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Flights to Hong Kong

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Hong Kong is famously the world’s most vertical city, and its neck-craning skyline is a sight to behold (particularly from the vantage point of Victoria Peak). But this neon-lit, hyper modernity is only one side of a vibrant city of contrasts. In Hong Kong, Michelin-starred restaurants and humble noodle shops attract equal fervour, Chinese and British heritage intermingle, and the concrete jungle is intercut by hiking trails through actual jungle. Whether you choose to browse its busy street markets, explore Victoria Harbour in a traditional junk boat, sample delectable dim sum, or go on an island-hopping adventure, count on being energised and beguiled when you book flights to Hong Kong.

Play video Hong Kong video guide  Featuring Victoria Peak, Ngong Ping 360 Cable Car, Po Lin Monastery, skyscrapers, Tian Tan Buddha, Deep Water Bay, Happy Valley Racecourse, Ocean Park, Temple Street Night Market and the Symphony of Lights.

Hong Kong video guide

Featuring Victoria Peak, Ngong Ping 360 Cable Car, Po Lin Monastery, skyscrapers, Tian Tan Buddha, Deep Water Bay, Happy Valley Racecourse, Ocean Park, Temple Street Night Market and the Symphony of Lights.

Discover Hong Kong

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Must do recommendations

Hong Kong street markets

From antiques to tropical flowers, Hong Kong’s diverse street markets sell almost everything under the sun.

Ten unmissable markets in Hong Kong

Victoria Peak

The highest point on Hong Kong Island, Victoria Peak offers the city’s most jaw-dropping vistas.

Ten things to see in Hong Kong in an hour

Junk rides

Trawl the Victoria Harbour in a red-sailed junk — and get a glimpse into the city’s past.

More Hong Kong must do's

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Something different

Hong Kong hikes

Skyscrapers aside, close to 40% of Hong Kong’s landscape is protected by country parks that are perfect for hiking.

Do something different in Hong Kong

Tai Chi in Hong Kong

Connect with Hong Kong’s heritage and sign up for a beginners’ tai chi workshop during your trip.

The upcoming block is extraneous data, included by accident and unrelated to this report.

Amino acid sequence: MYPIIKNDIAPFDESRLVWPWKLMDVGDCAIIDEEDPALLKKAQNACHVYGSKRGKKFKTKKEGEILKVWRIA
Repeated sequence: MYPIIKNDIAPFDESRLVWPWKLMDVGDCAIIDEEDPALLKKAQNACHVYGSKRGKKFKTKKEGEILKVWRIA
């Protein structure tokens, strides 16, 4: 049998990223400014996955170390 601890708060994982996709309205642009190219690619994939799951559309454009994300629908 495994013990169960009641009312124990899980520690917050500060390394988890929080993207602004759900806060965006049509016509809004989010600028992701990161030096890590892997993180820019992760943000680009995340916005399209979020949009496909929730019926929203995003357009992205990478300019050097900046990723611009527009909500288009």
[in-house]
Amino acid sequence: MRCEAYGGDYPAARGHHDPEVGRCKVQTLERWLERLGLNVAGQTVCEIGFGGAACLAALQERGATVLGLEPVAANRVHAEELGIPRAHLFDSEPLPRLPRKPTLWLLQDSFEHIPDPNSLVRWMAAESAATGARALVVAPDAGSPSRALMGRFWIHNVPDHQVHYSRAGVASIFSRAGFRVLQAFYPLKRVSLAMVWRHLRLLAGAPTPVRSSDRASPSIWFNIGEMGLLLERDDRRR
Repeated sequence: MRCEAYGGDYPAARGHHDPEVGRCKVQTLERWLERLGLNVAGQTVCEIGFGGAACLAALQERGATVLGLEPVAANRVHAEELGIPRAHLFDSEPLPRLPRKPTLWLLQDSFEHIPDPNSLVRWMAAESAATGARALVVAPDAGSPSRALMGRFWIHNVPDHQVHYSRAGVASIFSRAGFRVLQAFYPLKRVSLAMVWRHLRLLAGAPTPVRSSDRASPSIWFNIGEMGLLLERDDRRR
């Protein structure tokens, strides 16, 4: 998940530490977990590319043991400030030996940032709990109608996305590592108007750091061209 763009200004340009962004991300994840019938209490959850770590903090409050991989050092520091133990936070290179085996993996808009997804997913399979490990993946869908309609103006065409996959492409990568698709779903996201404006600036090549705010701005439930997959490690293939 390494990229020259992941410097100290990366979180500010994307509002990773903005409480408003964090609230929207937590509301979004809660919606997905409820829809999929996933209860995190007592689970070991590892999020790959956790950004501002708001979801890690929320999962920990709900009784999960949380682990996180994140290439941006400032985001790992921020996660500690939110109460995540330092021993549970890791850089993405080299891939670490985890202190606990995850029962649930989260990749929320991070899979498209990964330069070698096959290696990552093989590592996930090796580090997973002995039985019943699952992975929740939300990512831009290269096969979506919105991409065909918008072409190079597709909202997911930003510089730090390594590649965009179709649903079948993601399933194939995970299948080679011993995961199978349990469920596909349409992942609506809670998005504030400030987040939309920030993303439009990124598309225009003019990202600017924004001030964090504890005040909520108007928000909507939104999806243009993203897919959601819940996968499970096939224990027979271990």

Where to do Tai Chi in Hong Kong

Tai O Fishing Village

The city’s last remaining stilted fishing village, Tai O is full of historic, waterfront charm.

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Food and drink

In Hong Kong, dim sum is a way of life, and well-worth skipping your hotel’s continental breakfast for. Follow locals to some of the city’s most in-demand dim sum spots – including Tim Ho Wan, which is famously one of the world’s cheapest Michelin-starred restaurants — where you can order pillowy pork buns (char siu bao), shrimp-stuffed dumplings (har gow), and other traditional treats.

Food and drink in Hong Kong

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One day itineraries

Hong Kong for families

Hong Kong for foodies

Hong Kong for shoppers

Did you know?

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Did you know?

1. The Hong Kong area comprises over 260 islands, as well as the Kowloon Peninsula. The largest island is Lantau (where you’ll find the Tian Tan “Big Buddha,” the Tai O Fishing Village, and Disneyland). The smallest islands are no more than uninhabited outcroppings of land.

2. The easiest way to reach the top of Victoria Peak? The Peak Tram, which was completed in May 1888, making it Asia’s first cable funicular. Prior to its construction, people either walked to the top or were ferried in sedan chairs.

3. Pottinger Street (also known as the Stone Slabs Street, thanks to its uneven, granite steps) was named after Sir Henry Pottinger, the first British governor of Hong Kong. Kennedy Road, Hennessy Road, and Des Voeux Road were also named after prominent former governors.

4. Hong Kong has more skyscrapers than any other city on Earth – close to 8,000 of the city’s buildings are classed as high-rises, while 315 measure above 150 metres. By contrast, New York has approximately 6,000 high-rises, of which only 243 are classed as true skyscrapers.

5. The Mid-Levels Escalator in Central is the longest outdoor covered escalator system in the world; it stretches for half a mile.

Get inspired

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Get inspired

In many ways, Hong Kong is the perfect muse: the city’s thumping pulse, vibrant colours, relentless energy and modern beauty were made to be immortalised. Little wonder, then, that innumerable film directors, authors, and musicians have taken the Pearl of the Orient as their subject. Before your trip, dip into a cultural survey of the city.

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Local information

Airport guide

Before you set off, take a look at our Hong Kong International Airport guide.

Flight duration

The flight time to Hong Kong from London Heathrow is around 12 hours and 20 minutes.

Local currency

The currency in Hong Kong is the Hong Kong Dollar (HKD).

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Local transport

For local transport information including taxis, buses, ferries, trams and the subway, visit the Hong Kong Tourism website.

Electricity

The voltage in Hong Kong is 220 volts. Most hotels use the British 3 pronged plug.